Friday, June 23, 2017

More About William S. Pike

William S. Pike c1870
Williaim Spencer Pike c1870
from Bergeron collection in the
Pike Family Tree of Kathryn Bobb
on ancestry.com

Pike, Brother & Co.
and William S. Pike listings
1870 New Orleans City Directory




























In his last letters to Belle and Frank, Benjamin Franklin Tisdale was very critical of his boss, Bill Pike. They had a long history together dating back to their time in Baton Rouge in the 1840s. B. F. Tisdale's marriage to his first wife, Maria Pike, took place at William Pike's home on August 25, 1846. Maria is referred to in a Baton Rouge Gazette wedding announcement as “the youngest daughter of the late James M. Pike of Lexington, Ky.” William Pike named his oldest son James Pike, leading me to believe that William may have been Maria's older brother. B. F. Tisdale and William Pike were also members of the same Masonic Lodge in Baton Rouge. Maria died in September 1849 so they would have had three years of family contact.

Just a few months after B. F.'s letter to Belle in October 1874, William Pike suffered a stroke. On January 6, 1875 The New Orleans Times reported:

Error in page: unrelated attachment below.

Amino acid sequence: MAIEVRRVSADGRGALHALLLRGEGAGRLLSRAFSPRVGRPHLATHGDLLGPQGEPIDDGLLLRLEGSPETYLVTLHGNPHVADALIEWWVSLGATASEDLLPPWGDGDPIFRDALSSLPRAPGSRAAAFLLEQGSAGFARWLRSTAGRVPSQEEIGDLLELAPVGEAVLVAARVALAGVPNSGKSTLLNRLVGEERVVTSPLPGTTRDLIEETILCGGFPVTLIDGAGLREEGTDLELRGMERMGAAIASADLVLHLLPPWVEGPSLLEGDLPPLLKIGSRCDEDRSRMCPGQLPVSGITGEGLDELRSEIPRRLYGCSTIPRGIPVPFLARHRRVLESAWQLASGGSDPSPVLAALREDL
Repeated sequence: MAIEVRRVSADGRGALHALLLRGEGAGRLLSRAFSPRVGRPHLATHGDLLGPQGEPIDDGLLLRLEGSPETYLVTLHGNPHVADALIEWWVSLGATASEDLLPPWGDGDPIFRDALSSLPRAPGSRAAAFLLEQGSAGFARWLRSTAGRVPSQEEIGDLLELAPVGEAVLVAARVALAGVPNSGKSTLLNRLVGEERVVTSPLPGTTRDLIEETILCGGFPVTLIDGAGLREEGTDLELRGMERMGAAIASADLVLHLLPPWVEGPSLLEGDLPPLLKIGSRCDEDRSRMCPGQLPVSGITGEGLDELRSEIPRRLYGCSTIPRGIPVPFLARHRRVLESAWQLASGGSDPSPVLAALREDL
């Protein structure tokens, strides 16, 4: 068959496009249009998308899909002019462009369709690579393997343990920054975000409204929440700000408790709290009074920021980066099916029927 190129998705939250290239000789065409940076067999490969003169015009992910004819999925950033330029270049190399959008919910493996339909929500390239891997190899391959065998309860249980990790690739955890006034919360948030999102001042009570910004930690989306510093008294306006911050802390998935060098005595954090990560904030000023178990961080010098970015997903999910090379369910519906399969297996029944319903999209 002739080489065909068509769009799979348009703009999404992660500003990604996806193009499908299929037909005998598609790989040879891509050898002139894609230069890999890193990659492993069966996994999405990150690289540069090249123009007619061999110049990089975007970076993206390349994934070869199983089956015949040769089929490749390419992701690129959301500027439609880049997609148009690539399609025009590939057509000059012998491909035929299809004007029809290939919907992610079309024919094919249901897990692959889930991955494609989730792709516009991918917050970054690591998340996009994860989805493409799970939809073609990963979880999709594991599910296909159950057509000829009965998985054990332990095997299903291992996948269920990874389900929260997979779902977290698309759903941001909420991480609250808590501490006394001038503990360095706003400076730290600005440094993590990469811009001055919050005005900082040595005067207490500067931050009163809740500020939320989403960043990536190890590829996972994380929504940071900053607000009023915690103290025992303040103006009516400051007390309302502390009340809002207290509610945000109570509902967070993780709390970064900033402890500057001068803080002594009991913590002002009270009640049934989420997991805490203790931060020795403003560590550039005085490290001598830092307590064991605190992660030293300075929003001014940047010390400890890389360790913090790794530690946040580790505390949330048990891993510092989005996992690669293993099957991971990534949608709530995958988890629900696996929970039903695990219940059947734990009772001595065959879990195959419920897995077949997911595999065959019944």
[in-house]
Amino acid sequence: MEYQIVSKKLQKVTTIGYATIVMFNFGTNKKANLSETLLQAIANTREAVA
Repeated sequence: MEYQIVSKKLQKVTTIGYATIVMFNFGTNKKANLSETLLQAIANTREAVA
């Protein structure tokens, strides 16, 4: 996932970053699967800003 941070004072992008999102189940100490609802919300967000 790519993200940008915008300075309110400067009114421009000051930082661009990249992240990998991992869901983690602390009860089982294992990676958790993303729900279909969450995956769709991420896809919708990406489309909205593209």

Serious Illness of Mr. W. S. Pike.
   While in attendance upon his business on Monday, Mr. W. S. Pike, the well known banker, was suddenly stricken with paralysis, and rendered so helpless that he was at once conveyed by carriage to his residence. Medical assistance was called and although the unfortunate gentleman continued to be the object of watchful care and experienced treatment, he grew no better. During the night of Monday his situation was regarded as extremely critical, and on Tuesday morning his physicians were unable to report any improved change.
   A representative of the TIMES called late last evening at the residence of Mr. Pike. His attending physicians, Drs. Staile and Choppin were absent at the time, but Dr. J. H. Pike stated that he considered the condition of his father much improved, and that the physicians above referred to were of the same opinion. Mr. Pike was sensible and cognizant of all that was going on around him, articulated more readily and swallowed with less difficulty than in the morning and night previous. One half of Mr. Pike's body (the right side) is paralyzed.